In the case of the relocation of Guangzhou's Art Village, as in many other urban and rural relocations, the private properties are to be demolished to construct a highway and greenery for the Guangzhou College Town. Yet there is some vacant land near the art village to build highways, so it is possible to find an alternative which, while advancing public interest projects, does not harm private interests.

Last year in Beijing, the last batch of ancient housing along the capital city's trunk line Chang'an Avenue was demolished to develop urban greenery. Experts had appealed to reserve the traditional housing because bulldozing these ancient dwellings would infringe on private properties. Leaving them intact as a public cultural heritage would both benefit the public interest and maintain private properties.

When there is no way to co-ordinate public and private interests in public interest projects, individuals must be fully, fairly and reasonably compensated.

In the case of urban relocation, the compensation should be based on the market value of their lost properties and these individuals must be able to buy similar housing in similar locations. Now, in most cases, relocated urban residents can only afford cheap suburban housing with their small compensation.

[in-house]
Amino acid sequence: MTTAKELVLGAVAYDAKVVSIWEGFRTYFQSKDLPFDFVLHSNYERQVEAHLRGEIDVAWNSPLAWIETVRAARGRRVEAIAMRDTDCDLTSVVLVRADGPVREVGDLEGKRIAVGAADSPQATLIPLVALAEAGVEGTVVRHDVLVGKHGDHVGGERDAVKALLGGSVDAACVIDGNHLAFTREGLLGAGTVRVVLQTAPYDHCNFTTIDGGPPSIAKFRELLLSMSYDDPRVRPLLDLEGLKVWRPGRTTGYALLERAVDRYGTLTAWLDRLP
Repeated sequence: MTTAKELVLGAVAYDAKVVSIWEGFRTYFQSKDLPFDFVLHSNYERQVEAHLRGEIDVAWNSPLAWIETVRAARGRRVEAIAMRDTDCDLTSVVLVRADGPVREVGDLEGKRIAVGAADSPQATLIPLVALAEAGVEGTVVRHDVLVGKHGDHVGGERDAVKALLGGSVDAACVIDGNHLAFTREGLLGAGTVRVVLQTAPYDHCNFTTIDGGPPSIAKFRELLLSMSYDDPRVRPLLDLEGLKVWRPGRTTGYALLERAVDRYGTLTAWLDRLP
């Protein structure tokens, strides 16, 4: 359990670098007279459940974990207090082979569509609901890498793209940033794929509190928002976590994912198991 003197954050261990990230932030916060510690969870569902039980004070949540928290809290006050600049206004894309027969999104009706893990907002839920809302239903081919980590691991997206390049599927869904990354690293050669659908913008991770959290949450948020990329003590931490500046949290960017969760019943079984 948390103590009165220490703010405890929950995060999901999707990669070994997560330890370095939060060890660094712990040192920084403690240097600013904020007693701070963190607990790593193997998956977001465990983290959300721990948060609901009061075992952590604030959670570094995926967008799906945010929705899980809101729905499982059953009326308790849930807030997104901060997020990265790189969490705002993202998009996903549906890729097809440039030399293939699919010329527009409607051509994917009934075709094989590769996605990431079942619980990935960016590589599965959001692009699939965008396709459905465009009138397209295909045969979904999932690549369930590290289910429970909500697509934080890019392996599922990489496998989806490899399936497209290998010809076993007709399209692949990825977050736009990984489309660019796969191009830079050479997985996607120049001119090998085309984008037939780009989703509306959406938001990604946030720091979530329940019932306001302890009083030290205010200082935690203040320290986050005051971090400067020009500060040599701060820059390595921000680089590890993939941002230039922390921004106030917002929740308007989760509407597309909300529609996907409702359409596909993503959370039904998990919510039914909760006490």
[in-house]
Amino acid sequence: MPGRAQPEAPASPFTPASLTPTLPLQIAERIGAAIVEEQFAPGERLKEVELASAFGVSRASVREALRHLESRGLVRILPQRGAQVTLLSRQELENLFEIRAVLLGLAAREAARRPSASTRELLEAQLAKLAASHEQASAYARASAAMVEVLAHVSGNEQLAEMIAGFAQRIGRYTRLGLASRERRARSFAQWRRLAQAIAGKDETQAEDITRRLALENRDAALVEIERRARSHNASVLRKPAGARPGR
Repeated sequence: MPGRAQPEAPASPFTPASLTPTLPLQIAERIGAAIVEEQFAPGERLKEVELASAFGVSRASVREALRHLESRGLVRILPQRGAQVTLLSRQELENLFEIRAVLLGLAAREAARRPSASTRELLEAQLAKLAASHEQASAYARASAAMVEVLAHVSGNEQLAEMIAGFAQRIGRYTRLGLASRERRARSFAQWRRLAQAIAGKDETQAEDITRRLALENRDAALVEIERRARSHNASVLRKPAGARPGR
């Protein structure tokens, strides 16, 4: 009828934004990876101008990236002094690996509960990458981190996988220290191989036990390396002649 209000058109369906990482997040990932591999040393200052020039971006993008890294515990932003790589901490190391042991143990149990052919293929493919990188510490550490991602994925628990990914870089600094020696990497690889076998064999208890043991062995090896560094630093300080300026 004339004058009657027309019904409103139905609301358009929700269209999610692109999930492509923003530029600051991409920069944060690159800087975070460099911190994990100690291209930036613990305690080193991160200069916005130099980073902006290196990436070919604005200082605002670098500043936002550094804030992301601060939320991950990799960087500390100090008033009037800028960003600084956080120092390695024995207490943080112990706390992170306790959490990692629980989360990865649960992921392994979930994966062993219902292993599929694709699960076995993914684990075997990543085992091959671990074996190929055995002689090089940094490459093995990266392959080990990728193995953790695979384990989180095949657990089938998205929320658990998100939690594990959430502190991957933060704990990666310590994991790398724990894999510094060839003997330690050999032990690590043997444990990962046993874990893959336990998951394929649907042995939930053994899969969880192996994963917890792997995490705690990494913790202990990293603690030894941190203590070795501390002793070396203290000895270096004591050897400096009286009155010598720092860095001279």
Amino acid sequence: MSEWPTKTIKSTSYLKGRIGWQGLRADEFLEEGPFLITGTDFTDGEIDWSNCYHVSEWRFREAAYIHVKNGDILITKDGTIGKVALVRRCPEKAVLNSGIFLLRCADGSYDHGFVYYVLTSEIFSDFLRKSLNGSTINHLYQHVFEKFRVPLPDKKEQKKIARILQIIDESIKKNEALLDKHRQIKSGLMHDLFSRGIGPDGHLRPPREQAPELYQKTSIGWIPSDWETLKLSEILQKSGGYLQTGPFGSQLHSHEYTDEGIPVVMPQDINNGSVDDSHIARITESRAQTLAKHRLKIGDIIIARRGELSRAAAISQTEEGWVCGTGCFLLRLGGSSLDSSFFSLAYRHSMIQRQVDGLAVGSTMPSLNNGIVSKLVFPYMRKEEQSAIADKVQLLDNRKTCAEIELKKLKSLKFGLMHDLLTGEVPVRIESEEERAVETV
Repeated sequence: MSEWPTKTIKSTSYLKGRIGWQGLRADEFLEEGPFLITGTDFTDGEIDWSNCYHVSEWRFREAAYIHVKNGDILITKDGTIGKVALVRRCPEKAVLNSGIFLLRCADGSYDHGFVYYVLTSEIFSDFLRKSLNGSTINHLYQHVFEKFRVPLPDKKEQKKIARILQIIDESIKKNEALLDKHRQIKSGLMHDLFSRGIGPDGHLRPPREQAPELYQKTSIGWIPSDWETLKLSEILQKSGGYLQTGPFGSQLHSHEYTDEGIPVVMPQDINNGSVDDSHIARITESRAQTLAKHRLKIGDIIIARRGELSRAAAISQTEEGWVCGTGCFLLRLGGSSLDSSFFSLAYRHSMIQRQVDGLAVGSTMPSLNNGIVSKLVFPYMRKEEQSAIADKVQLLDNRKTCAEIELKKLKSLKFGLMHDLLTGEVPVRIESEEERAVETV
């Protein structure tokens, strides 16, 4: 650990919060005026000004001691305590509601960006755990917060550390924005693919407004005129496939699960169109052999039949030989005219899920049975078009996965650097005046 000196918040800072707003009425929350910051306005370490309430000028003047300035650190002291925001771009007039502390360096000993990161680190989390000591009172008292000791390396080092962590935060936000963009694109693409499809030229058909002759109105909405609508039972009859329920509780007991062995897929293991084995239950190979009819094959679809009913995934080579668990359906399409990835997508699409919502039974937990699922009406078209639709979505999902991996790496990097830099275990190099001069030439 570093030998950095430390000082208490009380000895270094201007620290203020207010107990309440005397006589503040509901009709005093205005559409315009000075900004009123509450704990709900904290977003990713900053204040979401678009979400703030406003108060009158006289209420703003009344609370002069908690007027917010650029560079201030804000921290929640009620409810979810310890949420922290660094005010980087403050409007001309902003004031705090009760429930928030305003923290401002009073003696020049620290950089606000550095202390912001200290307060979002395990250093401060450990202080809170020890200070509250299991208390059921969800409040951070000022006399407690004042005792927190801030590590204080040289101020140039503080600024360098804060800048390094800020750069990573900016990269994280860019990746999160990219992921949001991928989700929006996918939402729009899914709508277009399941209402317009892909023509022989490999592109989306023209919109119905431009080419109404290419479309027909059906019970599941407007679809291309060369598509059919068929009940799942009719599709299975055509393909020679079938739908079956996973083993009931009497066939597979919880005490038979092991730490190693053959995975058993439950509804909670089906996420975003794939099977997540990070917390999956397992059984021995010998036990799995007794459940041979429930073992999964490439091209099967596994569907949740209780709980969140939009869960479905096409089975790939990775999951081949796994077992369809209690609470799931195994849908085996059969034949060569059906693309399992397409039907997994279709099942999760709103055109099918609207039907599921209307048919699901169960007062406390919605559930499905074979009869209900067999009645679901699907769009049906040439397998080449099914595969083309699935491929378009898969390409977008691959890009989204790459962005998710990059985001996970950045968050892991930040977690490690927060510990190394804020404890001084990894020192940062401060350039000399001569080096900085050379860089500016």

But how to decide if an urban development really serves the public interest?

That requires all policy-making processes of public projects to be transparent, and the public, especially those citizens who could suffer negative impacts, must participate in the decision-making process. Individuals should be given the opportunity to question local governments' decisions and local courts must be independent of local governments so that they are free to give an independent and objective ruling.

Finally, government officials should be made accountable and responsible for their decisions to build public projects. And if those projects fail to really satisfy true public interest, the government officials responsible should be punished.

(China Daily July 12, 2004)